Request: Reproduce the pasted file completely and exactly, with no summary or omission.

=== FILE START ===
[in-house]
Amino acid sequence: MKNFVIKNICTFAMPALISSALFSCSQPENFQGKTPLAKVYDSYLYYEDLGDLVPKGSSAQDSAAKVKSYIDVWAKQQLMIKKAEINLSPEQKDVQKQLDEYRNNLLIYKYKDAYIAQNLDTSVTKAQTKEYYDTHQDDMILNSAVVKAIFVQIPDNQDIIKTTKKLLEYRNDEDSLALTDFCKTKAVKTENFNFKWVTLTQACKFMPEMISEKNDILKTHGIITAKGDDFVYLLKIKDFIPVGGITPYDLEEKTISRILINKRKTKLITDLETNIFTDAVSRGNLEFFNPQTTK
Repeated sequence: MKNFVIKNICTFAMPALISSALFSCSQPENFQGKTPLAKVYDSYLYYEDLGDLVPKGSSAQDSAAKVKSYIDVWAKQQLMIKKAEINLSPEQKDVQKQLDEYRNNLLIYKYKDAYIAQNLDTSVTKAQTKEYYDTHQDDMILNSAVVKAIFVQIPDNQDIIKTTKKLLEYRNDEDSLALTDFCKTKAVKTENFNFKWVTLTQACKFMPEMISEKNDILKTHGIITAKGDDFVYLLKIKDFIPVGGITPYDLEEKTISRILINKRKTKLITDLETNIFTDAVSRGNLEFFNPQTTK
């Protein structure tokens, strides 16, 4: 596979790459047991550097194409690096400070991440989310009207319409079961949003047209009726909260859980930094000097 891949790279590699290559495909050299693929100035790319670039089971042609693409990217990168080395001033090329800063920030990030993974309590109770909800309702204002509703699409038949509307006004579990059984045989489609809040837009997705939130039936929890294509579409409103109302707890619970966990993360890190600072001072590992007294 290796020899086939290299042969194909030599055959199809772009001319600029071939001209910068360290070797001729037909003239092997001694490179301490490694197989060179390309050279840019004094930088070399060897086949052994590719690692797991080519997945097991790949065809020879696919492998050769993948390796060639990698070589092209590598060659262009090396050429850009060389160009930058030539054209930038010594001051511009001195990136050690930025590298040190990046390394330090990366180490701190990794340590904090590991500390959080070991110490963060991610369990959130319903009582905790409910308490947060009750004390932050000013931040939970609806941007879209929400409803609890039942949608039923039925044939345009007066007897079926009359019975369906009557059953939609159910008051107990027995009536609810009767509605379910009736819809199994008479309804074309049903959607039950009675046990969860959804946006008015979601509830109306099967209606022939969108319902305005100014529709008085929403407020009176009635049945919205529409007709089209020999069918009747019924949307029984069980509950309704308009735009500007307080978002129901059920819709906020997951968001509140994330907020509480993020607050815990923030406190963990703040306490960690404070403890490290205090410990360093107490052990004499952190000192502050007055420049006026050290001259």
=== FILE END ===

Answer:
[in-house]
Amino acid sequence: MKNFVIKNICTFAMPALISSALFSCSQPENFQGKTPLAKVYDSYLYYEDLGDLVPKGSSAQDSAAKVKSYIDVWAKQQLMIKKAEINLSPEQKDVQKQLDEYRNNLLIYKYKDAYIAQNLDTSVTKAQTKEYYDTHQDDMILNSAVVKAIFVQIPDNQDIIKTTKKLLEYRNDEDSLALTDFCKTKAVKTENFNFKWVTLTQACKFMPEMISEKNDILKTHGIITAKGDDFVYLLKIKDFIPVGGITPYDLEEKTISRILINKRKTKLITDLETNIFTDAVSRGNLEFFNPQTTK
Repeated sequence: MKNFVIKNICTFAMPALISSALFSCSQPENFQGKTPLAKVYDSYLYYEDLGDLVPKGSSAQDSAAKVKSYIDVWAKQQLMIKKAEINLSPEQKDVQKQLDEYRNNLLIYKYKDAYIAQNLDTSVTKAQTKEYYDTHQDDMILNSAVVKAIFVQIPDNQDIIKTTKKLLEYRNDEDSLALTDFCKTKAVKTENFNFKWVTLTQACKFMPEMISEKNDILKTHGIITAKGDDFVYLLKIKDFIPVGGITPYDLEEKTISRILINKRKTKLITDLETNIFTDAVSRGNLEFFNPQTTK
């Protein structure tokens, strides 16, 4: 596979790459047991550097194409690096400070991440989310009207319409079961949003047209009726909260859980930094000097 891949790279590699290559495909050299693929100035790319670039089971042609693409990217990168080395001033090329800063920030990030993974309590109770909800309702204002509703699409038949509307006004579990059984045989489609809040837009997705939130039936929890294509579409409103109302707890619970966990993360890190600072001072590992007294 290796020899086939290299042969194909030599055959199809772009001319600029071939001209910068360290070797001729037909003239092997001694490179301490490694197989060179390309050279840019004094930088070399060897086949052994590719690692797991080519997945097991790949065809020879696919492998050769993948390796060639990698070589092209590598060659262009090396050429850009060389160009930058030539054209930038010594001051511009001195990136050690930025590298040190990046390394330090990366180490701190990794340590904090590991500390959080070991110490963060991610369990959130319903009582905790409910308490947060009750004390932050000013931040939970609806941007879209929400409803609890039942949608039923039925044939345009007066007897079926009359019975369906009557059953939609159910008051107990027995009536609810009767509605379910009736819809199994008479309804074309049903959607039950009675046990969860959804946006008015979601509830109306099967209606022939969108319902305005100014529709008085929403407020009176009635049945919205529409007709089209020999069918009747019924949307029984069980509950309704308009735009500007307080978002129901059920819709906020997951968001509140994330907020509480993020607050815990923030406190963990703040306490960690404070403890490290205090410990360093107490052990004499952190000192502050007055420049006026050290001259």